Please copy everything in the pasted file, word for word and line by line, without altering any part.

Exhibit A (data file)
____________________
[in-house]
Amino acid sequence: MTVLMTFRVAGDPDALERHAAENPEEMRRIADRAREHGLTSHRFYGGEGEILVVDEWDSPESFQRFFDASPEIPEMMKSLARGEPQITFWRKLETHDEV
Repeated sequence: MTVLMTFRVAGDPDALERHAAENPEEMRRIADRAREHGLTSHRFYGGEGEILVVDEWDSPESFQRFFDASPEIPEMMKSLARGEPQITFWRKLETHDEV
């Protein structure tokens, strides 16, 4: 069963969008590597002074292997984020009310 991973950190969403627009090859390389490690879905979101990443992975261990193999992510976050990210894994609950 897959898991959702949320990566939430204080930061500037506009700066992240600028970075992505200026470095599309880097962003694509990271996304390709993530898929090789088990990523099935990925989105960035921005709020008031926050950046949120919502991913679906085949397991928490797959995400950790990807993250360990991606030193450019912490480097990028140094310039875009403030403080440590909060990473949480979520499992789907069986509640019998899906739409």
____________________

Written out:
[in-house]
Amino acid sequence: MTVLMTFRVAGDPDALERHAAENPEEMRRIADRAREHGLTSHRFYGGEGEILVVDEWDSPESFQRFFDASPEIPEMMKSLARGEPQITFWRKLETHDEV
Repeated sequence: MTVLMTFRVAGDPDALERHAAENPEEMRRIADRAREHGLTSHRFYGGEGEILVVDEWDSPESFQRFFDASPEIPEMMKSLARGEPQITFWRKLETHDEV
């Protein structure tokens, strides 16, 4: 069963969008590597002074292997984020009310 991973950190969403627009090859390389490690879905979101990443992975261990193999992510976050990210894994609950 897959898991959702949320990566939430204080930061500037506009700066992240600028970075992505200026470095599309880097962003694509990271996304390709993530898929090789088990990523099935990925989105960035921005709020008031926050950046949120919502991913679906085949397991928490797959995400950790990807993250360990991606030193450019912490480097990028140094310039875009403030403080440590909060990473949480979520499992789907069986509640019998899906739409």